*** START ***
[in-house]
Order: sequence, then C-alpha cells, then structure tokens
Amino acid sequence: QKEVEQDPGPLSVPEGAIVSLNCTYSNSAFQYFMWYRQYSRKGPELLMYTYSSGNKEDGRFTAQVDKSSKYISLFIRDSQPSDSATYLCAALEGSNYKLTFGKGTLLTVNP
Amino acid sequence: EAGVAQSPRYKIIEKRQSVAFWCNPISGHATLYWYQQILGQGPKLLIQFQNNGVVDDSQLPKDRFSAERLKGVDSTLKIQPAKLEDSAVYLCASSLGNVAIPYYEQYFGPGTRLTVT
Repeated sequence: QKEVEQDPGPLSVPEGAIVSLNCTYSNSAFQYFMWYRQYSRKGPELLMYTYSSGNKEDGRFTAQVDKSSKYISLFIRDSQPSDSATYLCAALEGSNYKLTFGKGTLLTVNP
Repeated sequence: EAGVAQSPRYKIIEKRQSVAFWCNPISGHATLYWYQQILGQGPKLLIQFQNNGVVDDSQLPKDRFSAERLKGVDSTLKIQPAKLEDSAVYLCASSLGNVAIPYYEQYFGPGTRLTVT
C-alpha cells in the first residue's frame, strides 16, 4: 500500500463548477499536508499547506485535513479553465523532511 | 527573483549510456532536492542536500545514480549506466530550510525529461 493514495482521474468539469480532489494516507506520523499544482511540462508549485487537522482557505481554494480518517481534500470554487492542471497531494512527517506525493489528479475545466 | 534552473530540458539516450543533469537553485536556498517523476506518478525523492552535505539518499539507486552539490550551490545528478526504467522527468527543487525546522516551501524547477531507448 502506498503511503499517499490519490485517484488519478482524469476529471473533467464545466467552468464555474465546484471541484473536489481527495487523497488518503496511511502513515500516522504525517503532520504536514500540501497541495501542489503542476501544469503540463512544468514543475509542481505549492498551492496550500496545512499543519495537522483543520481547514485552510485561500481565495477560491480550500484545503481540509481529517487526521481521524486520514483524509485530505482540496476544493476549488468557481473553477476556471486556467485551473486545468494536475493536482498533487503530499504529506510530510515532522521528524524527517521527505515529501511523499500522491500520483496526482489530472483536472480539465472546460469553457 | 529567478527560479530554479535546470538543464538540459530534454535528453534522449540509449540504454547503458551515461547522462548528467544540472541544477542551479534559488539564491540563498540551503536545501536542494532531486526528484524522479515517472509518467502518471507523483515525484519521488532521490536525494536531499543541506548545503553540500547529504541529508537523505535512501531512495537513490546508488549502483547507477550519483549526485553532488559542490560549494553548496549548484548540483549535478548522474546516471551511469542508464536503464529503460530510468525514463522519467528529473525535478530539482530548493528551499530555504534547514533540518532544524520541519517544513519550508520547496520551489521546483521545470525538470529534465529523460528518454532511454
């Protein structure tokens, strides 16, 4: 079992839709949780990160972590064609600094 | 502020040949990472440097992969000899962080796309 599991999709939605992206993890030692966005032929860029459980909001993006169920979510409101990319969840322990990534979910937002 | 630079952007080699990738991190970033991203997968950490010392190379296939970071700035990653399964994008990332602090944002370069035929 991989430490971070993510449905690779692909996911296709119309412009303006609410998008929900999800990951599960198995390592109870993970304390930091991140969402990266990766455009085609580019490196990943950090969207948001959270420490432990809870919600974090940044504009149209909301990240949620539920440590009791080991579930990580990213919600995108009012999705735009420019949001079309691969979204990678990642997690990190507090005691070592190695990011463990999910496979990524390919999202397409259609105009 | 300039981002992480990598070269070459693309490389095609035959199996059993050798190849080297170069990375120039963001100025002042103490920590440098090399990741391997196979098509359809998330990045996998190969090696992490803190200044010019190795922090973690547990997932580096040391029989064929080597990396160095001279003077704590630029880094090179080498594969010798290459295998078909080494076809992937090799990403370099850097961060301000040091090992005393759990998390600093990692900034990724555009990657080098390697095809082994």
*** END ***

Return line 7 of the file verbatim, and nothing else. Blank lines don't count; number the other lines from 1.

C-alpha cells in the first residue's frame, strides 16, 4: 500500500463548477499536508499547506485535513479553465523532511 | 527573483549510456532536492542536500545514480549506466530550510525529461 493514495482521474468539469480532489494516507506520523499544482511540462508549485487537522482557505481554494480518517481534500470554487492542471497531494512527517506525493489528479475545466 | 534552473530540458539516450543533469537553485536556498517523476506518478525523492552535505539518499539507486552539490550551490545528478526504467522527468527543487525546522516551501524547477531507448 502506498503511503499517499490519490485517484488519478482524469476529471473533467464545466467552468464555474465546484471541484473536489481527495487523497488518503496511511502513515500516522504525517503532520504536514500540501497541495501542489503542476501544469503540463512544468514543475509542481505549492498551492496550500496545512499543519495537522483543520481547514485552510485561500481565495477560491480550500484545503481540509481529517487526521481521524486520514483524509485530505482540496476544493476549488468557481473553477476556471486556467485551473486545468494536475493536482498533487503530499504529506510530510515532522521528524524527517521527505515529501511523499500522491500520483496526482489530472483536472480539465472546460469553457 | 529567478527560479530554479535546470538543464538540459530534454535528453534522449540509449540504454547503458551515461547522462548528467544540472541544477542551479534559488539564491540563498540551503536545501536542494532531486526528484524522479515517472509518467502518471507523483515525484519521488532521490536525494536531499543541506548545503553540500547529504541529508537523505535512501531512495537513490546508488549502483547507477550519483549526485553532488559542490560549494553548496549548484548540483549535478548522474546516471551511469542508464536503464529503460530510468525514463522519467528529473525535478530539482530548493528551499530555504534547514533540518532544524520541519517544513519550508520547496520551489521546483521545470525538470529534465529523460528518454532511454